I didn’t get to see most of yesterday’s Ohio State win over Michigan State — I was at a wedding, thank you very much — but that doesn’t mean I can’t savor the sweet taste of a hard-fought and much-needed Big Ten triumph.

Michigan State clearly is one of the better teams in the Big Ten, so any victory over the Spartans is one to be prized.  Beating the Spartans in front of the Michigan State faithful is so much the better.  Ohio State’s defense played its best game of the season — holding Michigan State to 34 yards on the ground makes a serious statement — and the offense played well enough to somehow overcome three turnovers.  How often do you see a team lose the turnover battle, 3-0, on the road, and still pick up a win?

That reality, in fact, might be the ultimate story of this game.  Last year, Ohio State found ways to lose games they should have won.  Yesterday they found a way to hang on to a win that easily could have been a loss.  Winning breeds winning attitudes, and winning attitudes and confidence breed more victories.  Now, if Ohio State could just figure out how to hold on to the football. . . .

The Buckeyes will need to make every possession count next weekend, when Nebraska comes to town for a night game at the Horseshoe, fresh off a come-from-behind home win over a Wisconsin team that let a big lead melt away.  (Sound familiar, Buckeye fans?)

Hearty Buckeye thanks to Mike N., who went to yesterday’s game, for taking the photo of the scoreboard shot that accompanies this post.

The Little Big Ten

Today the Big Ten kicks off league play.  It should be a competitive conference race, because the Big Ten clearly doesn’t have any powerhouse teams this year.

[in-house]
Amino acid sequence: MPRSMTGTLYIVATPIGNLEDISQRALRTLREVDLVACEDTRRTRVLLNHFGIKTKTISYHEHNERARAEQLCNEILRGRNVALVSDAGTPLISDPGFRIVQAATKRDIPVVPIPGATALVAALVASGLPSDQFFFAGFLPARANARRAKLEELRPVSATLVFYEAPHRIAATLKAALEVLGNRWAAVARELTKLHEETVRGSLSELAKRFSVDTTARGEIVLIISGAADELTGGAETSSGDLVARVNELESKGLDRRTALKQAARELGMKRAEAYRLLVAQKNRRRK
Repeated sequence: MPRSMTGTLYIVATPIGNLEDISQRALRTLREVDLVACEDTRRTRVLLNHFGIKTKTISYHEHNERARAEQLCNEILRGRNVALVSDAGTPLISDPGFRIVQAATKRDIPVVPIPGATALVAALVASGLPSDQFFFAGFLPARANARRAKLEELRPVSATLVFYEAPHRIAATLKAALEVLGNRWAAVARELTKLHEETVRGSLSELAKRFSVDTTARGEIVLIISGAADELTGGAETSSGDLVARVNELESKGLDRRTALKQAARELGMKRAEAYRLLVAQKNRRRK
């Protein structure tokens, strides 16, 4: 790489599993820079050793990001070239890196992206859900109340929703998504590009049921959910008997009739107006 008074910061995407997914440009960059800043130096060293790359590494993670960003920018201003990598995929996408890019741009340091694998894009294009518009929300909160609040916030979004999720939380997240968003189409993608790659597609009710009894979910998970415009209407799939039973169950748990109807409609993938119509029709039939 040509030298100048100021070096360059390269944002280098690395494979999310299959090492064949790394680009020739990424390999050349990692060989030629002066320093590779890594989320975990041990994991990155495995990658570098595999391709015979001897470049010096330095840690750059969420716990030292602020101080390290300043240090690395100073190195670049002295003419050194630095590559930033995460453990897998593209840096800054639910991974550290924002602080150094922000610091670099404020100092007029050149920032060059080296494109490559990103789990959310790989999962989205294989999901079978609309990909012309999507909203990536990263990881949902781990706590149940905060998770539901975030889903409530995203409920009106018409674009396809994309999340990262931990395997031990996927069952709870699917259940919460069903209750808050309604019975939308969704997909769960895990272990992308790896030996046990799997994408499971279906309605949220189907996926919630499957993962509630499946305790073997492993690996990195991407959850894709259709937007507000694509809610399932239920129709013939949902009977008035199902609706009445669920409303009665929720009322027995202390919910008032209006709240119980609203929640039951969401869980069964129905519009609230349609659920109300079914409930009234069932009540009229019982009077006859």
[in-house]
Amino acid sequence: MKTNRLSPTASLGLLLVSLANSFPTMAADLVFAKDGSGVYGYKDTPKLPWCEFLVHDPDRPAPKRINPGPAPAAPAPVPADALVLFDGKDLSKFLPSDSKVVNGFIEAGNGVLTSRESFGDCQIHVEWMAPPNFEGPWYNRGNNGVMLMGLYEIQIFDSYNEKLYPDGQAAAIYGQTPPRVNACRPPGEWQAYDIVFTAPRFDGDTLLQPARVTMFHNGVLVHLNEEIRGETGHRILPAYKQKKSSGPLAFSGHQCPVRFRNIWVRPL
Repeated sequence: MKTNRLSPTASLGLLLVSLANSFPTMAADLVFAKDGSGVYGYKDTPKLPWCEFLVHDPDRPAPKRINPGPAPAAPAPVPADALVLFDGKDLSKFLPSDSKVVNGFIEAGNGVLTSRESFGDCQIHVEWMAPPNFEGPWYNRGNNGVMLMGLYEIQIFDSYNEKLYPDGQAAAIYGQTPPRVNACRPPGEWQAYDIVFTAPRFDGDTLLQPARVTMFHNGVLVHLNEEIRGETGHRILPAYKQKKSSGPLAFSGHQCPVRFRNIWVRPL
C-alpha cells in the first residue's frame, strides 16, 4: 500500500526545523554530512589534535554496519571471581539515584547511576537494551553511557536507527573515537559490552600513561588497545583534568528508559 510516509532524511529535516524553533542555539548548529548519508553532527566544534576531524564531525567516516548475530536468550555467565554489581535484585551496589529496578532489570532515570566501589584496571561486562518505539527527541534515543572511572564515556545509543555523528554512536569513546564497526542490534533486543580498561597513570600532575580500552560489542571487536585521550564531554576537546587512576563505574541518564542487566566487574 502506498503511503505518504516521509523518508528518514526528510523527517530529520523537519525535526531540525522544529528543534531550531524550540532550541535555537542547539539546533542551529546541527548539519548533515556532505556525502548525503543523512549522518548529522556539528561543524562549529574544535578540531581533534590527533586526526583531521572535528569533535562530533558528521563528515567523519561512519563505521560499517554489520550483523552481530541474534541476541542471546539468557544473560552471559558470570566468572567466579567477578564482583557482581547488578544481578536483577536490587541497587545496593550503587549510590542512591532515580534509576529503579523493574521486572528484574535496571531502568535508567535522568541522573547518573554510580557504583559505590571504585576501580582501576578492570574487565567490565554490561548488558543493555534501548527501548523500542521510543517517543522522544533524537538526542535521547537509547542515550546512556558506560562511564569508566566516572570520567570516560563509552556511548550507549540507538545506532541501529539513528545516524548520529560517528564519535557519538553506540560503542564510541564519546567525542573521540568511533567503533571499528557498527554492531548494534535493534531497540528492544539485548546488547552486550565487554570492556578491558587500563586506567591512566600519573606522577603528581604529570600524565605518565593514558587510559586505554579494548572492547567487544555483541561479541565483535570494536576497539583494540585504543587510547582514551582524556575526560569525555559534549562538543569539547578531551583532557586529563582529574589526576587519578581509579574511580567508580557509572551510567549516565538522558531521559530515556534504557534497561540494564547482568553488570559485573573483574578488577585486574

The results of pre-conference play were not kind to the teams in the Old Conference.  Michigan got pulverized by Alabama and then played badly in a loss to Notre Dame.  Wisconsin lost to Oregon State and has struggled mightily against mediocre teams like Utah State and UNLV.  Pre-season favorites Michigan State and Nebraska have fallen from the ranks of the unbeaten, with the Spartans getting pounded by Notre Dame and the Cornhuskers dropping a winnable game to UCLA.  Iowa, Penn State, and Illinois already have two defeats.  Minnesota is undefeated, but hasn’t played anybody.  The best team in the conference could be Northwestern, which has knocked off Syracuse, Vanderbilt, and Boston College.

The marquee games today are Wisconsin at Nebraska and Ohio State at Michigan State.  The Badgers will be trying to get their offense back on track against a Nebraska defense that was dismal in its only game against a tough foe.  The Ohio State-Michigan State contest is intriguing because MSU handed OSU an embarrassing home loss last year, when the Spartans manhandled the Buckeye offense.  Ohio State is undefeated, but it has played mediocre football against inferior teams and hasn’t played a road game yet.  The tilt in East Lansing today will tell us a lot about whether Ohio State is competitive — and also whether Braxton Miller can weave his offensive magic against a very stout defense.

Thanks to NCAA penalties, Ohio State can’t play in a bowl game or the Big Ten conference championship game this year.  If the team wants to make something of this lost year, it needs to win games like today’s match-up.